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Stalking

Ministry of Justice written question – answered on 3rd November 2014.

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Photo of Nadine Dorries Nadine Dorries Conservative, Mid Bedfordshire

To ask the Secretary of State for Justice, what further training is planned for (a) the probation service, (b) magistrates and (c) judges on the new stalking laws.

Photo of Shailesh Vara Shailesh Vara The Parliamentary Under-Secretary of State for Justice

(a) The National Probation Service is a new organisation that has only been in existence since June 2014. The Professional Skills Training team are in the process of putting together the national training plan and stalking awareness will be part of this.

(b) & (c) The responsibility for judicial training for courts judiciary lies with the Lord Chief Justice as head of the judiciary and is exercised through the Judicial College. Magistrates sit with legal advisers in court who advise them on the law.

The new stalking laws came from the amendments made to the Protection from Harassment Act 1997 by the Protection of Freedom Act 2012. The Judicial College provides regular updates to judges and legal advisers on any changes to the law via a jurisdictional electronic internal newsletter, and did so in respect of these provisions in June 2012.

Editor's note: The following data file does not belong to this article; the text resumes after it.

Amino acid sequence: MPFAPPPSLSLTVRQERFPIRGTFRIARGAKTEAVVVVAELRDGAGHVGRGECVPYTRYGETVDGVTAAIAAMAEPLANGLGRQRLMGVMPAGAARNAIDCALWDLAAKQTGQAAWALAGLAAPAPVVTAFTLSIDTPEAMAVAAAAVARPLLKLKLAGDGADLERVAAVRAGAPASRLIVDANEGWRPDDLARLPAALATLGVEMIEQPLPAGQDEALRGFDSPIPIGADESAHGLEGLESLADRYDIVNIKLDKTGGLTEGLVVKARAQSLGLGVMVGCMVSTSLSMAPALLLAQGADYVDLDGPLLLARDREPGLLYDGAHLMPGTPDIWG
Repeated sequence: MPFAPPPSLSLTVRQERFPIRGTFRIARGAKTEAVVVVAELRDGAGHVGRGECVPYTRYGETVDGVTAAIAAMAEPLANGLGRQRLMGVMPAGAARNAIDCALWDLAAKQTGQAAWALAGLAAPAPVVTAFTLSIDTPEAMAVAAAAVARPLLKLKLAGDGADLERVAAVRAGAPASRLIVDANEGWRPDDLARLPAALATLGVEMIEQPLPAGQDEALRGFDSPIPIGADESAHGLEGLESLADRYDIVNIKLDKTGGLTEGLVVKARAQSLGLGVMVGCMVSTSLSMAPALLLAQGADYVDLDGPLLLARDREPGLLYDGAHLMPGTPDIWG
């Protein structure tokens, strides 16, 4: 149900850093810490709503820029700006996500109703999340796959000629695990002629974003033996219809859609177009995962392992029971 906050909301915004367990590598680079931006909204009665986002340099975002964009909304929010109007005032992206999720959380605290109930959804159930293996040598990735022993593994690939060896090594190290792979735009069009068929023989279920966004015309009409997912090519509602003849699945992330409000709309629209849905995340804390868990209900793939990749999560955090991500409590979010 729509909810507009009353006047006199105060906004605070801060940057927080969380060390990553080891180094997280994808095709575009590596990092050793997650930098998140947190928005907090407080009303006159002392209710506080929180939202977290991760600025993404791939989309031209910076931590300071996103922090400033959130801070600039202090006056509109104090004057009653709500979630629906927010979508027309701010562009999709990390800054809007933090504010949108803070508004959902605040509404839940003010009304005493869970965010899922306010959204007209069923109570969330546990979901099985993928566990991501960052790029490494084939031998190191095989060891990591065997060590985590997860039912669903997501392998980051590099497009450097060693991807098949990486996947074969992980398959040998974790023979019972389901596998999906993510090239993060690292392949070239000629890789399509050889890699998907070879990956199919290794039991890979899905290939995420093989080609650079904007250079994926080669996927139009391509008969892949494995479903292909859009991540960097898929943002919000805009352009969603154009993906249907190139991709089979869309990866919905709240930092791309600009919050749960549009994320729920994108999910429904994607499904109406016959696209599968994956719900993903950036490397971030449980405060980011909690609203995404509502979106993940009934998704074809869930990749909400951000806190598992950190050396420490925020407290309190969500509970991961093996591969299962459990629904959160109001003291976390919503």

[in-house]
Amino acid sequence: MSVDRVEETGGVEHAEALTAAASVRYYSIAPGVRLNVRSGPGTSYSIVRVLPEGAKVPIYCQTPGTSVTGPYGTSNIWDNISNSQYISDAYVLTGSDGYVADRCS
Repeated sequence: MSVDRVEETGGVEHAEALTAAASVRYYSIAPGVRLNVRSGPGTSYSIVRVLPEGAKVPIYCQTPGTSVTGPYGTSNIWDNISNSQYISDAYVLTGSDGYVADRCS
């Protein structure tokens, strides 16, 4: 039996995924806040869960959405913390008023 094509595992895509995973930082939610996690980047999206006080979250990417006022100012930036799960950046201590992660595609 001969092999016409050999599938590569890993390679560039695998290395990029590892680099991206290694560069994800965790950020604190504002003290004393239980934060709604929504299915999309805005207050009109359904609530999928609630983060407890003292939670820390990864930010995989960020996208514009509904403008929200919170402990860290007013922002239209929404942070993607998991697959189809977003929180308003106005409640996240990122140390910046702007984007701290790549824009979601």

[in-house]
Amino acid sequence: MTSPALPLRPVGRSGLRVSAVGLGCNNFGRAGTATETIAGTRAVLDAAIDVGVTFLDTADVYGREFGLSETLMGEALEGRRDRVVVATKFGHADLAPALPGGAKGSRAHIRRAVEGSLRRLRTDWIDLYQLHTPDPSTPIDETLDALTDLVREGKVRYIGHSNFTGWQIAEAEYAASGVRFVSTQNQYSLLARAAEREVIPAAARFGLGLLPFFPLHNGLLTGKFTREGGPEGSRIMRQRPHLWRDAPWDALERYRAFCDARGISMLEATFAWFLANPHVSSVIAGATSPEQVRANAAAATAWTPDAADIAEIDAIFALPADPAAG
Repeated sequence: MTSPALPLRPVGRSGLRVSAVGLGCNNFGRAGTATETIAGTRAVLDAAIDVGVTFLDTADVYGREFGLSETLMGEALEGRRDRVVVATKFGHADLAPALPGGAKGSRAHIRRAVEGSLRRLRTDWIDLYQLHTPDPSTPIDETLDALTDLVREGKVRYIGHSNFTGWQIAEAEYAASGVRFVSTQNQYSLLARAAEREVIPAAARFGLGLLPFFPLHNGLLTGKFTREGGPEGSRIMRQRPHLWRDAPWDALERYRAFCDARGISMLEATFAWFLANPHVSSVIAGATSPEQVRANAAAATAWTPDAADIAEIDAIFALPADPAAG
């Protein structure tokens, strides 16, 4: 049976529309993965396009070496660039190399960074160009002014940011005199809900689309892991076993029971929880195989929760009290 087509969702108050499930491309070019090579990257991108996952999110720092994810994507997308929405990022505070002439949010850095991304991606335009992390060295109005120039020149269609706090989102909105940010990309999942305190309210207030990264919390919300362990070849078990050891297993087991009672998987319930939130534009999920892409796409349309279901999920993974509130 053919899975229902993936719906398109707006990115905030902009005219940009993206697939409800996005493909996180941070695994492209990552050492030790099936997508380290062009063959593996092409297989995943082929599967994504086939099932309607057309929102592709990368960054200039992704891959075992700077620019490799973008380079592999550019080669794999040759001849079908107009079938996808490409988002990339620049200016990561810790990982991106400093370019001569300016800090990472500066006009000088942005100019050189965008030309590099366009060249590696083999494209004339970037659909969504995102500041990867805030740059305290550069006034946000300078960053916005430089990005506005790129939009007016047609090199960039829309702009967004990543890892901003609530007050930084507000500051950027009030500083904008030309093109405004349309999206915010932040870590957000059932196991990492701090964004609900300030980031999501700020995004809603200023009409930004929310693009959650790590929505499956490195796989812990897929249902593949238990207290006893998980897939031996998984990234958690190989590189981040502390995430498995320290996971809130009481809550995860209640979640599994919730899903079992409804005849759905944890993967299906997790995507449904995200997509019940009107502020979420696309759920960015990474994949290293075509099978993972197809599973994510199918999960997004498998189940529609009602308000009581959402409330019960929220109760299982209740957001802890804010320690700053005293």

The Home Office also issued a circular [Ref: 018/2012] on the new provisions in October 2012. This was issued to the Association Of Chief Police Officers (in England And Wales And Northern Ireland), Association Of Magisterial Officers, Central Council Of Magistrates Courts, Justices Clerks Society, Law Society, Magistrates Association, Ministry of Justice, and the Judicial College.

In addition the Justices Clerks Society also issued a circular to their members outlining the new provisions in December 2012.

The Judicial College regularly assesses judicial training needs and how to meet them. Ultimately, judges use the law to make independent decisions based on the evidence and information provided to them in court.

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